All that is to say, I suppose, that I’m trying. Trying and failing at being my mental image of Successful Kaitlyn. Trying again to pick up those pieces and parse out what’s worth keeping and what can go on the “no thanks” list. Trying to work through the constant battle that is mental illness and how it tricks me into thinking it’s gone, then pops out of the corner of my brain at the most inconvenient moments to say, “Sup girl, let’s DANCE.” Trying, as always, to be a good girlfriend, sister, daughter, friend, even over a couple thousand miles.
I hope to start writing on this blog more, and while I hope that at least someone can enjoy it or even find it relatable, I’m totally transparent about the fact that it’s mainly for myself. Which leads me to the last and newest segment of the-blog-that-never-ends… a book recommendation!
Furiously Happy: A Funny Book about Horrible Things by Jenny Lawson. In this book, the hilarious Jenny Lawson describes her lifelong struggle with mental illness. She has depression, anxiety, insomnia, and other mental ailments in addition to some physical ailments like rheumatoid arthritis. This is her second book (so now I need to go read her first!) and while some of the essays are just pure comedy, some get dark. Nearly all made me think, “Wow, someone else feels this way, too.” I personally related a LOT to her stories of social anxiety and how crippling it can be, keeping you from wanting to do anything or see anyone for long stretches of time and making the most ordinary, everyday interactions feel exhausting. Even if you don’t have a mental illness yourself, this book is a) downright hysterical and b) can probably help you gain a lot of insight into how friends and family members live because everyone knows someone with a mental illness. Jenny talks a lot about her husband, Victor, and daughter, Hailey, neither of whom have diagnosed mental illnesses, which offered a sort of ‘neurotypical’ perspective on what Jenny goes through that I thought was pretty valuable. Also, the cover of the book has a cute and funny picture of Jenny’s taxidermied raccoon named Rory, who looks permanently thrilled about something. Furiously happy, one could say.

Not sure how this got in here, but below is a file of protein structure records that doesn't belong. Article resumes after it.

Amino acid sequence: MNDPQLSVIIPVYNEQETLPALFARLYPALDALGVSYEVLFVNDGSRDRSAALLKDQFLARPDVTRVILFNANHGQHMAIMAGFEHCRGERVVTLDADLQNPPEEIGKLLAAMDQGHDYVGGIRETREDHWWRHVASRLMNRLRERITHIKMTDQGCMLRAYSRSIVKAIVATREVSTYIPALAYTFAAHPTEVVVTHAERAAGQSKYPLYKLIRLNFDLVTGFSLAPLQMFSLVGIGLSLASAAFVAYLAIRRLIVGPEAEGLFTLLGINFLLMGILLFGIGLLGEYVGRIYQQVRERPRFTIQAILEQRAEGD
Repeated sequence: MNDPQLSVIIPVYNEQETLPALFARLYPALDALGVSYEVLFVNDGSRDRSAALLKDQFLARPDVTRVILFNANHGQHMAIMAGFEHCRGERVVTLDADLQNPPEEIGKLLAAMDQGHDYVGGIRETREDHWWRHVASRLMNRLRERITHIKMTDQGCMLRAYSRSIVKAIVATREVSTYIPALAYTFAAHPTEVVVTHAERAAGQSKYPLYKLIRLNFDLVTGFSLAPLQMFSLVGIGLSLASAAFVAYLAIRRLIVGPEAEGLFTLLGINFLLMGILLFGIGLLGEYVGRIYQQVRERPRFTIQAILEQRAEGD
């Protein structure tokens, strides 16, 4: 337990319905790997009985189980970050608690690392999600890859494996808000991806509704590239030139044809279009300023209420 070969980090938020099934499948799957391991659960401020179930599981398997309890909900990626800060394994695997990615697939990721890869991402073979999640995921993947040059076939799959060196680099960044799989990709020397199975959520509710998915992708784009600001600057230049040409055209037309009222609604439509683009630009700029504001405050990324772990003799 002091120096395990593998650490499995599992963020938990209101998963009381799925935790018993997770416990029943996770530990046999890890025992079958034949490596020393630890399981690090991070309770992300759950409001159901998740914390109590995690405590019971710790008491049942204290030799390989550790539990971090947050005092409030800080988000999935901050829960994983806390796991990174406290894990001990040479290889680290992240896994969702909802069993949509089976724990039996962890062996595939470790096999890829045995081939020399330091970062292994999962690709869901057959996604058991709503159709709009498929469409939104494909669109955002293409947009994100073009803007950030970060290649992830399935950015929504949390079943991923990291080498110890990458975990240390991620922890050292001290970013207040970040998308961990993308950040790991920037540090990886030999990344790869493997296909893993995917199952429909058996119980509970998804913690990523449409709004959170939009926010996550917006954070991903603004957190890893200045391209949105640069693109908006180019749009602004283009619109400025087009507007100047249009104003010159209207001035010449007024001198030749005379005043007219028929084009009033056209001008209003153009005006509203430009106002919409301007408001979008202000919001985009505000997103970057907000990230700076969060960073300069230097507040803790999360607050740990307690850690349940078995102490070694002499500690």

That’s all I have for today and WOW was it a doozy. If you stuck around to the end, I now owe you a million bucks.
Not really though. I owe you nothing because you chose this life.
It’s after midnight now, so I’m off to bed to gear up for another day of FUNemployment ;)
Night night world!